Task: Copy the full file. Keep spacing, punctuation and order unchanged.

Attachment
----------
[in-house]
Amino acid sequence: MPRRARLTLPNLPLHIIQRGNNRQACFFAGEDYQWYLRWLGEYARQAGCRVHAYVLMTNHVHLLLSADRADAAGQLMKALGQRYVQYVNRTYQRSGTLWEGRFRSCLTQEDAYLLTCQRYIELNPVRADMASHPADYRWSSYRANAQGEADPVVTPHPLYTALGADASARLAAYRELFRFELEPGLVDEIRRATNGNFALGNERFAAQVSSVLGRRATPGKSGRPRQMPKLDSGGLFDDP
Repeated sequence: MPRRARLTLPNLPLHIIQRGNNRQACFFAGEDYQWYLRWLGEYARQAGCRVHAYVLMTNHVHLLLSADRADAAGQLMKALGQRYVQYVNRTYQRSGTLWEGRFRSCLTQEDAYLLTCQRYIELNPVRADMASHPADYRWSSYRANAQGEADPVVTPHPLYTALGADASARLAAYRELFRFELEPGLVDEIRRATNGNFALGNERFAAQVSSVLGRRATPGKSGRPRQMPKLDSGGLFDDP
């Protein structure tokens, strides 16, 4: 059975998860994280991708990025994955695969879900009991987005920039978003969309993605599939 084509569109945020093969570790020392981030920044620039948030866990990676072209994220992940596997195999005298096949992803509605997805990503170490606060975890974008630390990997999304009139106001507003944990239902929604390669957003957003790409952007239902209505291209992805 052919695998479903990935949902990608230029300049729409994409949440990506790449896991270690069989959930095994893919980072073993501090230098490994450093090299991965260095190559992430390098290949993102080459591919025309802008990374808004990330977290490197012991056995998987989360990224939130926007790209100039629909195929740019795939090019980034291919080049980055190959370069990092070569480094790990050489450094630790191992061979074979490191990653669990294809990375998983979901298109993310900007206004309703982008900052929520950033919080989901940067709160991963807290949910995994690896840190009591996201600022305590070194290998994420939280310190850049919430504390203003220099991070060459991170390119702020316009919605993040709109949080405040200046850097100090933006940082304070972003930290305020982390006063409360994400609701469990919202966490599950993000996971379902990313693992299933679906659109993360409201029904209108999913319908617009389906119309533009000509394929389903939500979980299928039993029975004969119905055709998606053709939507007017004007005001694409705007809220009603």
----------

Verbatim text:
[in-house]
Amino acid sequence: MPRRARLTLPNLPLHIIQRGNNRQACFFAGEDYQWYLRWLGEYARQAGCRVHAYVLMTNHVHLLLSADRADAAGQLMKALGQRYVQYVNRTYQRSGTLWEGRFRSCLTQEDAYLLTCQRYIELNPVRADMASHPADYRWSSYRANAQGEADPVVTPHPLYTALGADASARLAAYRELFRFELEPGLVDEIRRATNGNFALGNERFAAQVSSVLGRRATPGKSGRPRQMPKLDSGGLFDDP
Repeated sequence: MPRRARLTLPNLPLHIIQRGNNRQACFFAGEDYQWYLRWLGEYARQAGCRVHAYVLMTNHVHLLLSADRADAAGQLMKALGQRYVQYVNRTYQRSGTLWEGRFRSCLTQEDAYLLTCQRYIELNPVRADMASHPADYRWSSYRANAQGEADPVVTPHPLYTALGADASARLAAYRELFRFELEPGLVDEIRRATNGNFALGNERFAAQVSSVLGRRATPGKSGRPRQMPKLDSGGLFDDP
């Protein structure tokens, strides 16, 4: 059975998860994280991708990025994955695969879900009991987005920039978003969309993605599939 084509569109945020093969570790020392981030920044620039948030866990990676072209994220992940596997195999005298096949992803509605997805990503170490606060975890974008630390990997999304009139106001507003944990239902929604390669957003957003790409952007239902209505291209992805 052919695998479903990935949902990608230029300049729409994409949440990506790449896991270690069989959930095994893919980072073993501090230098490994450093090299991965260095190559992430390098290949993102080459591919025309802008990374808004990330977290490197012991056995998987989360990224939130926007790209100039629909195929740019795939090019980034291919080049980055190959370069990092070569480094790990050489450094630790191992061979074979490191990653669990294809990375998983979901298109993310900007206004309703982008900052929520950033919080989901940067709160991963807290949910995994690896840190009591996201600022305590070194290998994420939280310190850049919430504390203003220099991070060459991170390119702020316009919605993040709109949080405040200046850097100090933006940082304070972003930290305020982390006063409360994400609701469990919202966490599950993000996971379902990313693992299933679906659109993360409201029904209108999913319908617009389906119309533009000509394929389903939500979980299928039993029975004969119905055709998606053709939507007017004007005001694409705007809220009603």